The first time I’d ever seen Nachos was at the snack bar there. They looked so good - chips with melty cheese over them. I was totally bummed when I got them and they had some sort of weird HOT flavor to them. Who in the world would like that?!?

I loved it so much! Glow sticks, cheap crappy candy, holding hands as you skated a “couples dance” … okay, I never did that because I was shy about talking to boys when I was that age, but I totally remember the glow sticks.

My parents used to take us to a local rink every winter Sunday back in the early '70s, and I remember going to the same place a few time with the Girl Scouts.

Remember that weird feeling in your feet after you’d been skating 'round and 'round for a couple of hours, then put on your shoes and started walking for the door?

This place also had a sort of automated “band” in one corner–a big drum and several string instruments that “played” by themselves. It would run through one song at some point every Sunday, and was the highlight of the evening.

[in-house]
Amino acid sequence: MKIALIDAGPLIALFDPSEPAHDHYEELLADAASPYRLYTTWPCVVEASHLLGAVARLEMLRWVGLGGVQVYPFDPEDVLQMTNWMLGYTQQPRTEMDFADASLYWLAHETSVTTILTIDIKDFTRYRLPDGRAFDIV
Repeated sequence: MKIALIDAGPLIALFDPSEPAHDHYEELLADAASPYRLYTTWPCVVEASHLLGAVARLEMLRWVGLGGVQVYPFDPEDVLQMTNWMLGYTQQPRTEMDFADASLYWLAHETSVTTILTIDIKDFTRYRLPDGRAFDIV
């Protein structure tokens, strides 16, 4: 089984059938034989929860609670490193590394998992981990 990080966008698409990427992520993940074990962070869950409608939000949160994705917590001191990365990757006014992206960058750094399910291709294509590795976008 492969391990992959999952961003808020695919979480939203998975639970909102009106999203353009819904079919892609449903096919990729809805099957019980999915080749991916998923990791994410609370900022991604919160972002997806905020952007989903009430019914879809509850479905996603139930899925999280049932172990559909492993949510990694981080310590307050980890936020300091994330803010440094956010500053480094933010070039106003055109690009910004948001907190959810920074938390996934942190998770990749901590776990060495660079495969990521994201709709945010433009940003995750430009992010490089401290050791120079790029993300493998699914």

Roller skating was a big social activity for Girl Scouts. We went a lot (this was in the late 80s).

Our rink was dark and dingy. It had an arcade and a snack shop. I had to buy my own snacks and I could never afford anything more than a Super Rope or a Slushie. But I did like those!

Disco was dead by the time we started skating, but hair metal was ALL THAT.

I remember they had the big hokey pokey, and the limbo. There was also some game they played with numbers on the wall. I think it was that you skated in a circle until the music stopped, then hustled over to a number. They’d spin a wheel and everyone at the number on which the wheel landed had to sit down. Whoever was left standing at the end won a prize (I never EVER won a prize at the rink!)

Our rink didn’t have roller blades (not invented yet) but they did have the world’s HEAVIEST rental skates. They were like lead on your feet, and the shoes were made of suede. I had my own skates when I was younger, pre-Girl Scouts (Strawberry Shortcake ones!) but I always had to rent.

The Rollerdome in the 70’s. (it has since burned down). They had the couples skates of course (they’d usually play something sappy like Love Hurts by Nazareth) and then boys only on the rink where I’d watch from the sidelines in fascination because the boys would skate really aggressive and they looked really hot. When it was a girls only skate, they always played Fox On The Run by Sweet and we’d try to look sexy cool with our feathered hair blowing in the breeze.